Does it pay to delay social security

  title={Does it pay to delay social security},
  author={John B. Shoven and Sita Nataraj Slavov},
  journal={Journal of Pension Economics \& Finance},
Social Security benefits may be commenced at any time between ages 62 and 70. As individuals who claim later can, on average, expect to receive benefits for a shorter period, an actuarial adjustment is made to the monthly benefit to reflect the age at which benefits are claimed. We investigate the actuarial fairness of that adjustment in light of recent improvements in mortality and historically low interest rates. We show that delaying is actuarially advantageous for a large number of people… 

Figures and Tables from this paper

Is the Adjustment of Social Security Benefits Actuarially Fair, and If So, for Whom?
Disparities in Social Security claiming ages have risen since the early 1990s. With high earners increasingly likely to delay claiming, and also living longer on average than lower earners, late
Have We Finally Achieved Actuarial Fairness of Social Security Retirement Benefits and Will it Last?
This paper develops a framework to analyze the actuarial adjustments faced by American workers who claim Social Security benefits before or after their Full Retirement Age (FRA). We derive the
The Consequences of Current Benefit Adjustments for Early and Delayed Claiming
Workers have the option of claiming Social Security retirement benefits at any age between 62 and 70, with later claiming resulting in higher monthly benefits. These higher monthly benefits reflect
Accounting for Social Security Claiming Behavior
Why do most individuals claim Social Security benefits before the full retirement age? Claiming benefits early results in a substantial reduction in pension income, yet many people claim as early as
The Consequences of Claiming Social Security Benefits at Age 62
Delaying claiming of Social Security old-age benefits past the earliest eligibility age, age 62, raises the monthly benefit for a person's life. Despite arguments from both proponents and opponents
The financial feasibility of delaying Social Security: evidence from administrative tax data
Abstract Despite the large and growing returns to deferring Social Security benefits, most individuals claim Social Security before the full retirement age. In this paper, we use a panel of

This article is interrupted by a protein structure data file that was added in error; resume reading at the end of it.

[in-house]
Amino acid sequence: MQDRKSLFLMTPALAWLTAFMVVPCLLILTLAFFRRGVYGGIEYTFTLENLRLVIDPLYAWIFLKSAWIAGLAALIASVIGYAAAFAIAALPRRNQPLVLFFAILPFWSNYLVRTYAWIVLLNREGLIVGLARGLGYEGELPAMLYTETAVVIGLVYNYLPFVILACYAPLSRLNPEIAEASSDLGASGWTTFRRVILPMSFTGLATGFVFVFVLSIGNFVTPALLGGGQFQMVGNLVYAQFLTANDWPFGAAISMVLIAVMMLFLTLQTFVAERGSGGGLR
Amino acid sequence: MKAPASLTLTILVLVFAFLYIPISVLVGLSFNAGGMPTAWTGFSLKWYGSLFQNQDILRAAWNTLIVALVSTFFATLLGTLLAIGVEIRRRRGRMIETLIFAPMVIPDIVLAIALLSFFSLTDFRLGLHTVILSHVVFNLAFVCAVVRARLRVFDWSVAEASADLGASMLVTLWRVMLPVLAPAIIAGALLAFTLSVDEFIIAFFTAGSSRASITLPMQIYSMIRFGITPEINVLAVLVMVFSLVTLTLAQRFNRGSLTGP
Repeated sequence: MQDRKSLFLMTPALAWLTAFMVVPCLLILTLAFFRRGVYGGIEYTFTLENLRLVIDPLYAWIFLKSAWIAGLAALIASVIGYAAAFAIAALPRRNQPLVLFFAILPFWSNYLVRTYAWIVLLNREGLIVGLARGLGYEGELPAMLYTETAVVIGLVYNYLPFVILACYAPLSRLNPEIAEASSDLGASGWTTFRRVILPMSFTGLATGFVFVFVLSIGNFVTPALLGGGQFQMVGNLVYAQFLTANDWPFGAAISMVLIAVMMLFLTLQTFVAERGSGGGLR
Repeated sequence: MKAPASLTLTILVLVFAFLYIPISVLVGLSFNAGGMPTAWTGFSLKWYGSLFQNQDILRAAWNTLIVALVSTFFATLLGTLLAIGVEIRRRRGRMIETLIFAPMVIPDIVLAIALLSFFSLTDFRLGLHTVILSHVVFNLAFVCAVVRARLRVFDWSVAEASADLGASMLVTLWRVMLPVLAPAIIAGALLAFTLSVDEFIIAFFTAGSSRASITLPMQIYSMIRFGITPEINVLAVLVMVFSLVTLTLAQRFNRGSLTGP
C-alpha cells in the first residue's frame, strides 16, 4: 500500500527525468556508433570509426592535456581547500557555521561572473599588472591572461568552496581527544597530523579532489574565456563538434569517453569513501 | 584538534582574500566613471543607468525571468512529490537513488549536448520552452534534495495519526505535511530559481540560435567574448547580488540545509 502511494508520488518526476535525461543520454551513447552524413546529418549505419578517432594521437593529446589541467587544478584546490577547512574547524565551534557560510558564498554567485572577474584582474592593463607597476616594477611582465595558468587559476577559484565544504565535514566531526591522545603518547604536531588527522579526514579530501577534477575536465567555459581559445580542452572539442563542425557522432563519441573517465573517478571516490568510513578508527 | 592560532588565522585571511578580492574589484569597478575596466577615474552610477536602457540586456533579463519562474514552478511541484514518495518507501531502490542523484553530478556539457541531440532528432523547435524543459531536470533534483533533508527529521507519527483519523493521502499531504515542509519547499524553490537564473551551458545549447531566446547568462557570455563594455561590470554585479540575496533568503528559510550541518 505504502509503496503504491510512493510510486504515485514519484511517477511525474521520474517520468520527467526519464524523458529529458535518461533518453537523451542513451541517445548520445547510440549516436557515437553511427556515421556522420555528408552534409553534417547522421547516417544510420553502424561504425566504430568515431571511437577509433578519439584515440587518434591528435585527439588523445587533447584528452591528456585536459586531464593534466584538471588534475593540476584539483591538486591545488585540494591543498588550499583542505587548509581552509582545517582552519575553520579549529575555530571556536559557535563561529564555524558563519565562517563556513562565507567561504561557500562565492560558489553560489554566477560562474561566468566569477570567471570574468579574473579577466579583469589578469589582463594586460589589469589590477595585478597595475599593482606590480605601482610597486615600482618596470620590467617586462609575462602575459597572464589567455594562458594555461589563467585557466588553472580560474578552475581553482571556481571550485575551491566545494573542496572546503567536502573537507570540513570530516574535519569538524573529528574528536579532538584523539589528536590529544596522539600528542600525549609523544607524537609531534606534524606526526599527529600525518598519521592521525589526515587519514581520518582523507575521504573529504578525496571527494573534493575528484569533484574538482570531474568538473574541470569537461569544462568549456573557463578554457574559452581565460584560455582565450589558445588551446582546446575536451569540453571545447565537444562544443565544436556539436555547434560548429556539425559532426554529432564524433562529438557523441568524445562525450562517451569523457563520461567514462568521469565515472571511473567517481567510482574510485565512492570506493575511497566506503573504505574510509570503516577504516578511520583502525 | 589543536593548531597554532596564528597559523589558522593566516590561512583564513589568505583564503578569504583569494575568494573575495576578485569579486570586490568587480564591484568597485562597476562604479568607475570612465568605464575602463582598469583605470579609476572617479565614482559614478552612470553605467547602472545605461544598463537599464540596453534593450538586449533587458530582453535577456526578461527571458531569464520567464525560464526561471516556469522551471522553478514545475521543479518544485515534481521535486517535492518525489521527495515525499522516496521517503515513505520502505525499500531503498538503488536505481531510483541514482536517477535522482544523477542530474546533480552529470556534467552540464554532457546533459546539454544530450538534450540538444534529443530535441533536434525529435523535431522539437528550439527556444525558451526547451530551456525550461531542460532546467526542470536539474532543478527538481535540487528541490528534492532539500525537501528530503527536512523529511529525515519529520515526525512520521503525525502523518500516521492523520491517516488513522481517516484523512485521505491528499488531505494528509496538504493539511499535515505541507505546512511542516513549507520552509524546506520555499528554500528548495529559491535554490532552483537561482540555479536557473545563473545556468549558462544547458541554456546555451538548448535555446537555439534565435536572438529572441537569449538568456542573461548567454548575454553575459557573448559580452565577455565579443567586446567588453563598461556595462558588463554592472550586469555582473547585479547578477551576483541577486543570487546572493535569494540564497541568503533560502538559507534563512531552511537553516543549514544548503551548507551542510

Early Social Security Claiming and Old-Age Poverty: Evidence from the Introduction of the Social Security Early Eligibility Age
Social Security faces a major financing shortfall. One policy option for addressing this shortfall would be to raise the earliest age at which individuals can claim their retirement benefits. A
Revisiting Retirement and Social Security Claiming Decisions
Why do individuals retire and claim their Social Security benefits at the age they do? Understanding the key drivers of these decisions has been an important topic of research as it can help guide


If individuals continue to withdraw completely fromthe labor force in their early 60s, a large and growingnumber will be hard pressed to maintain an adequatestandard of living throughout retirement.
The Effects of Subjective Survival on Retirement and Social Security Claiming
This research examines the relationship between mortality risk and retirement, and mortality risk and the propensity to take early and reduced Social Security benefits. The main theory for
How Much Do Households Really Lose by Claiming Social Security at Age 62
Individuals can claim Social Security at any age from 62 to 70 although most claim at 62 or soon thereafter. Those who delay claiming receive increases that are approximately actuarially fair. We
Social Security: When Should You Start Benefits and How to Minimize Longevity Risk?
T his study examines strategies for singles and couples who are deciding when to begin Social Security benefits. A client may decide to retire from work at age 65, but that does not mean he or she
Dying to Retire: Adverse Selection and Welfare in Social Security
Despite facing some of the same challenges as private insurance markets, little is known about the role of adverse selection in social insurance programs. This paper studies adverse selection in
Can the Actuarial Reduction for Social Security Early Retirement Still Be Right
The option to claim Social Security benefits earlier than the program’s Full Retirement Age, in exchange for receiving an actuarially reduced benefit, is a key feature of the nation’s Social Security
Framing Effects and Expected Social Security Claiming Behavior
Eligible participants in the U.S. Social Security system may claim benefits anytime from age 62-70, with benefit levels actuarially adjusted based on the claiming age. This paper shows that
Rethinking Social Security Claiming in a 401(k) World
This chapter argues that previous research on Social Security take-up alternatives has failed to recognize critical factors that greatly impact the discussion on when it is most beneficial to start
The distributional aspects of social security and social security reform
Social security is the largest and perhaps the most popular program run by the federal government. Given the projected increase in both individual life expectancy and sheer number of retirees,
Strange But True: Claim Social Security Now, Claim More Later
Under Social Security, married individuals are entitled to a retired worker benefit based on their own earnings and/or to a spousal benefit equal to one half of their spouse’s benefit claimed at the